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Pediatr Int. 2017 Mar;59(3):309-315. doi: 10.1111/ped.13139. Epub 2016 Nov 6.

Antibacterial resistance patterns of pediatric community-acquired urinary infection: Overview.

Author information

1
Division of Pediatric Intensive Care Unit, School of Medicine, Adiyaman University, Adiyaman, Turkey.
2
Department of Pediatrics, School of Medicine, Adiyaman University, Adiyaman, Turkey.
3
Department of Statistics, School of Medicine, Adiyaman University, Adiyaman, Turkey.
4
Department of Microbiology, School of Medicine, Adiyaman University, Adiyaman, Turkey.

Abstract

BACKGROUND:

Urinary tract infection (UTI) is common in children. The aim of this study was therefor to construct a guide for the empirical antibiotic treatment of community-acquired UTI by investigating the etiology and antimicrobial resistance patterns of uropathogens and analyzing the epidemiological and clinical patient characteristics.

METHODS:

A total of 158 children with positive urine culture were included in the study. Antibiotic susceptibility testing was performed with Vitek 2 Compact for 28 commonly used antimicrobials.

RESULTS:

Mean age was 3.36 ± 3.38 years (range, 45 days-15 years). Escherichia coli (60.1%), and Klebsiella spp. (16.5%) were the most common uropathogens. For all Gram-negative isolates, a high level of resistance was found against ampicillin/sulbactam (60.1%), trimethoprim/sulfamethoxazole (44.2%), cefazolin (36.2%), cefuroxime sodium (33.5%), and amoxicillin/clavulanate (31.5%). A low level of resistance was noted against cefepime (8.7%), ertapenem (4.6%), norfloxacin (1.3%), and meropenem (0.7%). There was no resistance against amikacin.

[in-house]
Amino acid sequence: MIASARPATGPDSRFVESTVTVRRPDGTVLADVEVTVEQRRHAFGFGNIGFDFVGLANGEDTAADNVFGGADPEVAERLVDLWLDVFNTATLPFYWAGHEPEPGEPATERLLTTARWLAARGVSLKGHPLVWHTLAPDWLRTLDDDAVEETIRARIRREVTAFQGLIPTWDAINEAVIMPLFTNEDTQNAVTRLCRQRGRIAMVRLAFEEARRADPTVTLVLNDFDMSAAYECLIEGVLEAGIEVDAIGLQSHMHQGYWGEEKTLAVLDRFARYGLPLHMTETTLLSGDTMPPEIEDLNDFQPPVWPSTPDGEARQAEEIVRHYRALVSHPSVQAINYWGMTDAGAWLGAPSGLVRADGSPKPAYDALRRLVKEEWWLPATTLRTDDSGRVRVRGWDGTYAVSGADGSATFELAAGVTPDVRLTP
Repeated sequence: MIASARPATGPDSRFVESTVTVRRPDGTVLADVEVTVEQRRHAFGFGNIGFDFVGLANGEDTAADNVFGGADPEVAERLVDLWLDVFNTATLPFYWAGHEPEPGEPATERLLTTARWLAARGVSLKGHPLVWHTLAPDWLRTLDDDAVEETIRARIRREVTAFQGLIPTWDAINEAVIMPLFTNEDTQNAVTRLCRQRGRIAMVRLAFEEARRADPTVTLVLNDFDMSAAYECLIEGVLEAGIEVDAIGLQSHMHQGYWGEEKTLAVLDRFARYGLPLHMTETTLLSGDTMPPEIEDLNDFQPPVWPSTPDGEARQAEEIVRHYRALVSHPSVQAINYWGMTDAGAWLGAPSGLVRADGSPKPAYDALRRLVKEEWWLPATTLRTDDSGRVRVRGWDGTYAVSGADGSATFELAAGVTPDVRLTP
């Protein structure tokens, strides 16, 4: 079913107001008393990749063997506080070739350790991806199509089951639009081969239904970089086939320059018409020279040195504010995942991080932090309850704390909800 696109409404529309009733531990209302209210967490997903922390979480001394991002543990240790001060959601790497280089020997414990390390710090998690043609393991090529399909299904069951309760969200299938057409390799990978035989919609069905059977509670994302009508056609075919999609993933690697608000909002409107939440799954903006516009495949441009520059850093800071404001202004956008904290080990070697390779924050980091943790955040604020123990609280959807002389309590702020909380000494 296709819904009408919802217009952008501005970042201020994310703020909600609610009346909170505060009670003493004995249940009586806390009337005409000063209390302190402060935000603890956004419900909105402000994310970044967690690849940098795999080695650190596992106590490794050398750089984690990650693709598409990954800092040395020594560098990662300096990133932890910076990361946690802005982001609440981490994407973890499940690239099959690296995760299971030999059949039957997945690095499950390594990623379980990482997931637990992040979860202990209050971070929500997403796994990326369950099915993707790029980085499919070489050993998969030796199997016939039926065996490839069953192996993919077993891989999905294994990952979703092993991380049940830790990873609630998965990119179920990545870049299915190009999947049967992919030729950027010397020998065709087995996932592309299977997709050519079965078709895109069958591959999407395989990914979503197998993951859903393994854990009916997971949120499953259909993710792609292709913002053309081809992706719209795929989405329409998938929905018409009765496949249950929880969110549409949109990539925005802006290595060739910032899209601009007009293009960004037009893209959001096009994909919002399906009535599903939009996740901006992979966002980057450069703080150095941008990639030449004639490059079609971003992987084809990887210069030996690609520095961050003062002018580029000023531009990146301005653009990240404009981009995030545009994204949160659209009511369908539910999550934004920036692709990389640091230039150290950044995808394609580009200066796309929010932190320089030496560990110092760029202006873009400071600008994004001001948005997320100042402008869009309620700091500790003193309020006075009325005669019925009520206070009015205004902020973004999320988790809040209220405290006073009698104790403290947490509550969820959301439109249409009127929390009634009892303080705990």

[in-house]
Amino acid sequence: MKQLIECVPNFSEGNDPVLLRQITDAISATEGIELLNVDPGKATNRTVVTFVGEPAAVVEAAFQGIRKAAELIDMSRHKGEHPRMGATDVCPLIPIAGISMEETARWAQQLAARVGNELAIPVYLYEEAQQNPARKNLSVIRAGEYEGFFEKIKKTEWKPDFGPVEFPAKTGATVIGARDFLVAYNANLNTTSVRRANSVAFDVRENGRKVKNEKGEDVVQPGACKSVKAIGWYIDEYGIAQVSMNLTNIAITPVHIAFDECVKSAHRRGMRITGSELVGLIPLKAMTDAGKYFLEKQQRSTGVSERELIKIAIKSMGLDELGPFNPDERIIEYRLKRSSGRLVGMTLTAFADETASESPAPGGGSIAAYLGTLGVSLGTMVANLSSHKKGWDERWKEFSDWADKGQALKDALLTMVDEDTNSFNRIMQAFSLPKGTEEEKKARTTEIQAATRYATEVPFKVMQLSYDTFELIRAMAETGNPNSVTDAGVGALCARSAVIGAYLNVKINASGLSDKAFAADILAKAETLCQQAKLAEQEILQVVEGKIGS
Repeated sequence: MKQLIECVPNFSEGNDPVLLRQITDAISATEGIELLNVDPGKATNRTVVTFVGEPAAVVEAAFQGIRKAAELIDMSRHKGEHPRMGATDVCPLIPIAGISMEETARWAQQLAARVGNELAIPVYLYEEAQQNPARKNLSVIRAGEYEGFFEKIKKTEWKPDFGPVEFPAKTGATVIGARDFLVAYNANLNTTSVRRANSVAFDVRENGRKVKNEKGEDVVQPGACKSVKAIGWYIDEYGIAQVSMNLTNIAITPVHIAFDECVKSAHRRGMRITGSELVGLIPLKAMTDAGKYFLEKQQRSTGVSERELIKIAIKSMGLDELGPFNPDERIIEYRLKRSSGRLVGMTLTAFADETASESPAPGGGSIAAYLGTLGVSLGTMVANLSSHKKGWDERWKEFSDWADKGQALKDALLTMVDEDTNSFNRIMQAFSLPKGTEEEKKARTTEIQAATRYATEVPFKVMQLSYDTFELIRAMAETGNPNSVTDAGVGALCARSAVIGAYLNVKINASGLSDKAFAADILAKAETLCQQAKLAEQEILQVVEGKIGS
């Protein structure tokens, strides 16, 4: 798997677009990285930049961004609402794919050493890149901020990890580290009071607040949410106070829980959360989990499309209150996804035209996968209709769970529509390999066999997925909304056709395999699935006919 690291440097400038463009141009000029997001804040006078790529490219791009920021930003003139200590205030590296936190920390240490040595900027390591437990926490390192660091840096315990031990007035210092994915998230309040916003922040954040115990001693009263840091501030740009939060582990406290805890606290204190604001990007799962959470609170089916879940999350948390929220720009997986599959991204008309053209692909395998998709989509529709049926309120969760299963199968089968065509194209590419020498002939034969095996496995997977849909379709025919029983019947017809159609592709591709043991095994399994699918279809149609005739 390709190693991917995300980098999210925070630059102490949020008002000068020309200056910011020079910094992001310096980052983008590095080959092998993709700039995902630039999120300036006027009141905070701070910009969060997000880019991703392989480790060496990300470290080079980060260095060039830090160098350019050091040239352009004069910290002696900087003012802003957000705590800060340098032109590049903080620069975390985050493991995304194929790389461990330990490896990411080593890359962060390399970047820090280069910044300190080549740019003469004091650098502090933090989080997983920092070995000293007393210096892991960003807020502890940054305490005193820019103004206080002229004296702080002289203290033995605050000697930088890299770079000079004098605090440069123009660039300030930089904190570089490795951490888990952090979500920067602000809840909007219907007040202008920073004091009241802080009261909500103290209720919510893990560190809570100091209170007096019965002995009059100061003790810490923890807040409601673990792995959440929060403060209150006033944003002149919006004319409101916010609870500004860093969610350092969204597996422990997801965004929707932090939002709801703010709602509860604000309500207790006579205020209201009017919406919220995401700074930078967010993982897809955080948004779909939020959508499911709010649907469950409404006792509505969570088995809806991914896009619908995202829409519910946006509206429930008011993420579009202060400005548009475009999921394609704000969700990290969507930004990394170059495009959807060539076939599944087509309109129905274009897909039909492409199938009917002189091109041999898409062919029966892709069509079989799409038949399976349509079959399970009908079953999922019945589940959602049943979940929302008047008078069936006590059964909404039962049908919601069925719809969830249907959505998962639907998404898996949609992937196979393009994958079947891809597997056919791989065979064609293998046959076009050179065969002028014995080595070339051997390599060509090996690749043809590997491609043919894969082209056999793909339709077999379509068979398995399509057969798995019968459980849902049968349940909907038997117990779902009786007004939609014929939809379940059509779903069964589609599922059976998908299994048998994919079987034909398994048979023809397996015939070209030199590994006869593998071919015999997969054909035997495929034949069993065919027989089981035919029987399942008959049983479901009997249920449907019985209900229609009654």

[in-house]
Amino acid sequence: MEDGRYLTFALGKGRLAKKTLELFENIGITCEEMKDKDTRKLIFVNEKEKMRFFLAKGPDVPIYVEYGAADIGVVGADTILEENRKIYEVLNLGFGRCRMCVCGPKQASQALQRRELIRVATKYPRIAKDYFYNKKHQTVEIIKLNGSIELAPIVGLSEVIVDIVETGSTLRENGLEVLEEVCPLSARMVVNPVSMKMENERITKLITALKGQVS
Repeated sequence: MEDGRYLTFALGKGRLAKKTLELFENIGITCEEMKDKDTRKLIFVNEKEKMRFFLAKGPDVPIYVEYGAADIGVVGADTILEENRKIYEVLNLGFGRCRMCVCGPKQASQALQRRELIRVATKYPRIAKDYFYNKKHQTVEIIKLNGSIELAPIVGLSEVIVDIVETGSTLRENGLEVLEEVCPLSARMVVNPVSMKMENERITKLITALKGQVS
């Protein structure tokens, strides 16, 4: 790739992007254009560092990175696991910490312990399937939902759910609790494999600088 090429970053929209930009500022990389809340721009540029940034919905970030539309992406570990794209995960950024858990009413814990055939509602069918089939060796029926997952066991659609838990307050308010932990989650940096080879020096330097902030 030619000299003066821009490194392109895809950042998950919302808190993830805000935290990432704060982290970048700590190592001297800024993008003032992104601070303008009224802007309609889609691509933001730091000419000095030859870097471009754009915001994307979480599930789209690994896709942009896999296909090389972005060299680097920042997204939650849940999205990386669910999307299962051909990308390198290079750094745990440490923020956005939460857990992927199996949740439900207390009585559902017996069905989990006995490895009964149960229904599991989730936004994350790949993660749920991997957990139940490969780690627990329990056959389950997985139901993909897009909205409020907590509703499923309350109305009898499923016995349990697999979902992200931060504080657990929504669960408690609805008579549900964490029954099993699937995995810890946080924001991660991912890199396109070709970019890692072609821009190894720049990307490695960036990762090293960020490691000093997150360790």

CONCLUSIONS:

There is high antibiotic resistance in children with UTI. The patterns of uropathogen antimicrobial resistance vary in susceptibility to antimicrobials depending on region and time. Thus, the trends of antibiotic susceptibility patterns should be analyzed periodically to select the appropriate regimen for UTI treatment.

KEYWORDS:

antibiotic resistance; child; urinary tract infection; uropathogen

PMID:
27542568
DOI:
10.1111/ped.13139
[Indexed for MEDLINE]

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